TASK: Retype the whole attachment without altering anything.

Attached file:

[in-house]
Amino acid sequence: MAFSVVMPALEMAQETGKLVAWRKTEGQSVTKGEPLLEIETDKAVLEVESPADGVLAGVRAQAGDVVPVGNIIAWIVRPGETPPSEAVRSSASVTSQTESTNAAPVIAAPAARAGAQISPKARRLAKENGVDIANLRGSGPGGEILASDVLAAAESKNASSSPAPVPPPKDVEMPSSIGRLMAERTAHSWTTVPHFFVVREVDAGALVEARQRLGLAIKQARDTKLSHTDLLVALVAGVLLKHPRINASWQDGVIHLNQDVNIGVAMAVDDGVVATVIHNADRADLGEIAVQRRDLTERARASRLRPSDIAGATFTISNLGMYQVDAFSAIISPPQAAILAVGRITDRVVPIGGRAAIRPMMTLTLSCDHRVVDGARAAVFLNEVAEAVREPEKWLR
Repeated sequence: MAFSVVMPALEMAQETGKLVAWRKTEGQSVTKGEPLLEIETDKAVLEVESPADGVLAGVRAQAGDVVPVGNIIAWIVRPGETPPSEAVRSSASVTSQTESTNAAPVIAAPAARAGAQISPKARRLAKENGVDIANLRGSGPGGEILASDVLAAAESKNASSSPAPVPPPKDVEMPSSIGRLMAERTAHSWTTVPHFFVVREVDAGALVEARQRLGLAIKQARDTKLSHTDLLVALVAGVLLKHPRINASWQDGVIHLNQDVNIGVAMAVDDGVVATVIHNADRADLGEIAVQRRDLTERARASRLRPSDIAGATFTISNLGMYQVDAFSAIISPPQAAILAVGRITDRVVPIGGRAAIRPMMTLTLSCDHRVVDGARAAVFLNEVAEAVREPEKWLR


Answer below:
[in-house]
Amino acid sequence: MAFSVVMPALEMAQETGKLVAWRKTEGQSVTKGEPLLEIETDKAVLEVESPADGVLAGVRAQAGDVVPVGNIIAWIVRPGETPPSEAVRSSASVTSQTESTNAAPVIAAPAARAGAQISPKARRLAKENGVDIANLRGSGPGGEILASDVLAAAESKNASSSPAPVPPPKDVEMPSSIGRLMAERTAHSWTTVPHFFVVREVDAGALVEARQRLGLAIKQARDTKLSHTDLLVALVAGVLLKHPRINASWQDGVIHLNQDVNIGVAMAVDDGVVATVIHNADRADLGEIAVQRRDLTERARASRLRPSDIAGATFTISNLGMYQVDAFSAIISPPQAAILAVGRITDRVVPIGGRAAIRPMMTLTLSCDHRVVDGARAAVFLNEVAEAVREPEKWLR
Repeated sequence: MAFSVVMPALEMAQETGKLVAWRKTEGQSVTKGEPLLEIETDKAVLEVESPADGVLAGVRAQAGDVVPVGNIIAWIVRPGETPPSEAVRSSASVTSQTESTNAAPVIAAPAARAGAQISPKARRLAKENGVDIANLRGSGPGGEILASDVLAAAESKNASSSPAPVPPPKDVEMPSSIGRLMAERTAHSWTTVPHFFVVREVDAGALVEARQRLGLAIKQARDTKLSHTDLLVALVAGVLLKHPRINASWQDGVIHLNQDVNIGVAMAVDDGVVATVIHNADRADLGEIAVQRRDLTERARASRLRPSDIAGATFTISNLGMYQVDAFSAIISPPQAAILAVGRITDRVVPIGGRAAIRPMMTLTLSCDHRVVDGARAAVFLNEVAEAVREPEKWLR